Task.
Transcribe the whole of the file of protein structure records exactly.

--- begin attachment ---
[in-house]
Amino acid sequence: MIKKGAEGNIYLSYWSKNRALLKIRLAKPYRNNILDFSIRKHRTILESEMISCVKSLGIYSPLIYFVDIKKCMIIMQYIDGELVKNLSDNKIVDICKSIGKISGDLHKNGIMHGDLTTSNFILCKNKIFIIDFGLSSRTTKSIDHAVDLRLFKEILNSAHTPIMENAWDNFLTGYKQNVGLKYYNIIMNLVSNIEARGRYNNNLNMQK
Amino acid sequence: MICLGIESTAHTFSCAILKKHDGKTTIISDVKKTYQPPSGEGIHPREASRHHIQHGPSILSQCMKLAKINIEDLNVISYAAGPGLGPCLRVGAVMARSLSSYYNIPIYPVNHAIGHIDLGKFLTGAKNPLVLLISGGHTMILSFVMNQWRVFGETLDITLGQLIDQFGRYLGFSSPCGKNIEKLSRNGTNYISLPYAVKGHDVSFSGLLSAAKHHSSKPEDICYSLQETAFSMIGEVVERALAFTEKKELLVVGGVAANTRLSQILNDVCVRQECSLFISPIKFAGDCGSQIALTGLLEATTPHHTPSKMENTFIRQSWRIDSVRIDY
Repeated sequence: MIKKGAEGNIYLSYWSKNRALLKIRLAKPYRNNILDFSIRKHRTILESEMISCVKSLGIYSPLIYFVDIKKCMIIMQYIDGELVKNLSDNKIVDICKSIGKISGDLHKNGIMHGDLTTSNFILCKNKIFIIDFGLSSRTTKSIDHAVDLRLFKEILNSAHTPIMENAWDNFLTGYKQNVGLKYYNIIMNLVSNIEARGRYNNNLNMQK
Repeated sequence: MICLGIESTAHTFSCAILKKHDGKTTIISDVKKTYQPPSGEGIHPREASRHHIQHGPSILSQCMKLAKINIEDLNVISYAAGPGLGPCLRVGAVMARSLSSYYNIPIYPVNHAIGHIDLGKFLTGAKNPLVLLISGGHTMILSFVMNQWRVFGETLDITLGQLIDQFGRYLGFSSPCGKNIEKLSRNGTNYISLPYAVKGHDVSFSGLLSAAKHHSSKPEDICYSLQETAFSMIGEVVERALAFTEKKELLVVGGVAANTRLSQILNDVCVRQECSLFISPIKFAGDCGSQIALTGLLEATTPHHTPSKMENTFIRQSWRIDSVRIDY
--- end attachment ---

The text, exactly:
[in-house]
Amino acid sequence: MIKKGAEGNIYLSYWSKNRALLKIRLAKPYRNNILDFSIRKHRTILESEMISCVKSLGIYSPLIYFVDIKKCMIIMQYIDGELVKNLSDNKIVDICKSIGKISGDLHKNGIMHGDLTTSNFILCKNKIFIIDFGLSSRTTKSIDHAVDLRLFKEILNSAHTPIMENAWDNFLTGYKQNVGLKYYNIIMNLVSNIEARGRYNNNLNMQK
Amino acid sequence: MICLGIESTAHTFSCAILKKHDGKTTIISDVKKTYQPPSGEGIHPREASRHHIQHGPSILSQCMKLAKINIEDLNVISYAAGPGLGPCLRVGAVMARSLSSYYNIPIYPVNHAIGHIDLGKFLTGAKNPLVLLISGGHTMILSFVMNQWRVFGETLDITLGQLIDQFGRYLGFSSPCGKNIEKLSRNGTNYISLPYAVKGHDVSFSGLLSAAKHHSSKPEDICYSLQETAFSMIGEVVERALAFTEKKELLVVGGVAANTRLSQILNDVCVRQECSLFISPIKFAGDCGSQIALTGLLEATTPHHTPSKMENTFIRQSWRIDSVRIDY
Repeated sequence: MIKKGAEGNIYLSYWSKNRALLKIRLAKPYRNNILDFSIRKHRTILESEMISCVKSLGIYSPLIYFVDIKKCMIIMQYIDGELVKNLSDNKIVDICKSIGKISGDLHKNGIMHGDLTTSNFILCKNKIFIIDFGLSSRTTKSIDHAVDLRLFKEILNSAHTPIMENAWDNFLTGYKQNVGLKYYNIIMNLVSNIEARGRYNNNLNMQK
Repeated sequence: MICLGIESTAHTFSCAILKKHDGKTTIISDVKKTYQPPSGEGIHPREASRHHIQHGPSILSQCMKLAKINIEDLNVISYAAGPGLGPCLRVGAVMARSLSSYYNIPIYPVNHAIGHIDLGKFLTGAKNPLVLLISGGHTMILSFVMNQWRVFGETLDITLGQLIDQFGRYLGFSSPCGKNIEKLSRNGTNYISLPYAVKGHDVSFSGLLSAAKHHSSKPEDICYSLQETAFSMIGEVVERALAFTEKKELLVVGGVAANTRLSQILNDVCVRQECSLFISPIKFAGDCGSQIALTGLLEATTPHHTPSKMENTFIRQSWRIDSVRIDY